From the railing of the overlook, the view is grand: Suwannee Springs - once a healing-water-destination for the infirm, with its now-crumbling stone walls - directly below us; and beyond, the meandering Suwannee River; and peeking out of the distant forest, an arc of the old retired trestle, reminding us that this spot had its heyday. Might there still be magic here? Maybe under a star-filled sky? John Moran and I were sure of it. For more than a year, we have been planning a nightscape photo-collaboration at Suwannee Springs.
Old Retired Trestle - now for foot traffic and graffiti artists.
For those not familiar: for the past decade, John and I have joined our talents to make a series of elaborately-lit dramatic night scenes - from swamps in the Everglades to springs in the FL Panhandle. You may have seen some in previous blogs, museum exhibits, books, and other publications. (Here are 3 illustrative photoblog posts from my archives: Nightscape, Earthly Eyes Aglow, Eye of the Aquifer.)
That's me on the J-pod during setup. Photo by John Moran
Starting well before sunset, we precisely set up our two homemade tripod ladders (johnnypods) - one for the camera, the other for a photographer to operate the camera without touching the camera's support. With the composition agreed upon, we locked the lens rings with tape, tightened the ballhead, and strap-braced the pods. Shortly after sunset, we made a series of base shots from light to dark, and then began to "paint" with light. Typically we take turns at the camera and at the lighting gear. We create a series of several hundred photos of our scene, each with different lighting - using flashlights, strobes, and underwater lights.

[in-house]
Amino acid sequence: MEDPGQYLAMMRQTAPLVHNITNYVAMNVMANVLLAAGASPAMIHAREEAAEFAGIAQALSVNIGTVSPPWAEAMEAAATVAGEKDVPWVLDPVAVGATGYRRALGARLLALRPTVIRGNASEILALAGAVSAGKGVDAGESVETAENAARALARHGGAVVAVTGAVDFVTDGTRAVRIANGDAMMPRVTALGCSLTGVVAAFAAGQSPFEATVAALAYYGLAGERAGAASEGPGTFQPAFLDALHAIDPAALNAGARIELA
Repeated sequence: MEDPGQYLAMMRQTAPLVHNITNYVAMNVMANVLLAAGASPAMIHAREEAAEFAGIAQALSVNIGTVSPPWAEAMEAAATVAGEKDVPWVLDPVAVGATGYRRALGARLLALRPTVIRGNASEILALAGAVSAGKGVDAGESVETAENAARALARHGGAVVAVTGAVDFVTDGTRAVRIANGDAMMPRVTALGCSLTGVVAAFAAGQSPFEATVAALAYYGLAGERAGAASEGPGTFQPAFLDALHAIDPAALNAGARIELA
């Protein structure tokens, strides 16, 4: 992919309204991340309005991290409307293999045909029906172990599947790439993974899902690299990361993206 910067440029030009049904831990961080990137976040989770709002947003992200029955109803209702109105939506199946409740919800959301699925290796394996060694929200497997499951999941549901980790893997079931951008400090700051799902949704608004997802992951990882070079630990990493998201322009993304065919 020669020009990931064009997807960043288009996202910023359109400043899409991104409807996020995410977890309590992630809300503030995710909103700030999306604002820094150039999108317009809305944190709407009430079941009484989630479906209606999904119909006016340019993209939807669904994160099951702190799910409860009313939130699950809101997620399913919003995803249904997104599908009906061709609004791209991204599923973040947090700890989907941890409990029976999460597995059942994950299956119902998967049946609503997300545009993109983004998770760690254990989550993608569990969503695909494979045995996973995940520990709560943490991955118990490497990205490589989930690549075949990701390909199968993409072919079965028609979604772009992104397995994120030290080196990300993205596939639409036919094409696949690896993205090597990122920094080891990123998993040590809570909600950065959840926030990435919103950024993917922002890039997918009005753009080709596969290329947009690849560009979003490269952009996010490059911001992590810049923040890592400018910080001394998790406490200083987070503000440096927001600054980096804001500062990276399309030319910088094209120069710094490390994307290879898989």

John lights the Spring Vent
John invented the JohnnyPod, a nature photography tripod on steroids ... mine's a close copy. He also has an eye-popping assortment of lighting gear. We both love the challenge of "MacGyvering" solutions to the problems that always arise, and our MacGyver wavelengths are definitely synergistic. These projects and evenings are always exhilarating (if also exhausting). Once we can't think of any other ways to light the scene, and think we've covered all the elements, we consider it a wrap. That was about 3:15 AM for this one. (Strong) young Oscar Psychas, John's neighbor, helped on this project - carrying a ton of gear from our remote vehicles. (Thanks Oscar.) In return, he got to enjoy the moonlit river and watch our process, even taking a turn with some of the lighting gear. Memories in the making. Thanks also to Anthony Ackrill for logistical help during an earlier scouting trip.
Cool golden mineral water flows up from underground limerock caves... not a blue spring.
Weir from the River, looking in
Rocks & Clouds
Waves of Gold
We don't use all of the frames in the final image. For example, a series of about 60 long exposures to capture the sequence of stars moving through the window of sky in our photo (for making star trails) got jettisoned (see below). Serendipity (always welcome) offered a lingering red glow in the lower sky as the stars were coming out. Working that into the picture out-ranked the star trails.
Star Trail Composite - Rejected
One of my jobs is to layer the frames in the digital darkroom (Photoshop), masking out the unwanted parts and blending the useful parts of each frame into a cohesive whole picture. It is like painting with collections of sort-of-similar pixels. While tedious (23 hours over a week for this one), it's a labor of love and learning. As layered versions evolve, we share them over the internet (John lives 150 miles from me), pore over the details, and strategize for the next version. Gradually the composite image comes alive and, voila! a final version! John then optimizes it for printing, using his extensive printing experience and equipment. People sometimes ask us, "what do you mean, collaboration? It's a photo." No, it is truly a complex joint effort.
Here is a one minute scroll through 250 frames (approximately the whole series - those used as well as those rejected):
Timelapse of Suwannee Springs Lighting
Putting that all together, we present the finished art:
Timeless Waters - Suwannee Springs by David Moynahan and John Moran
Thanks for visiting my photoblog. Please SHARE this link with all whom you think would enjoy it. And leave a comment below - I really appreciate every note. Until next month, stay cool... (Swimming holes abound)!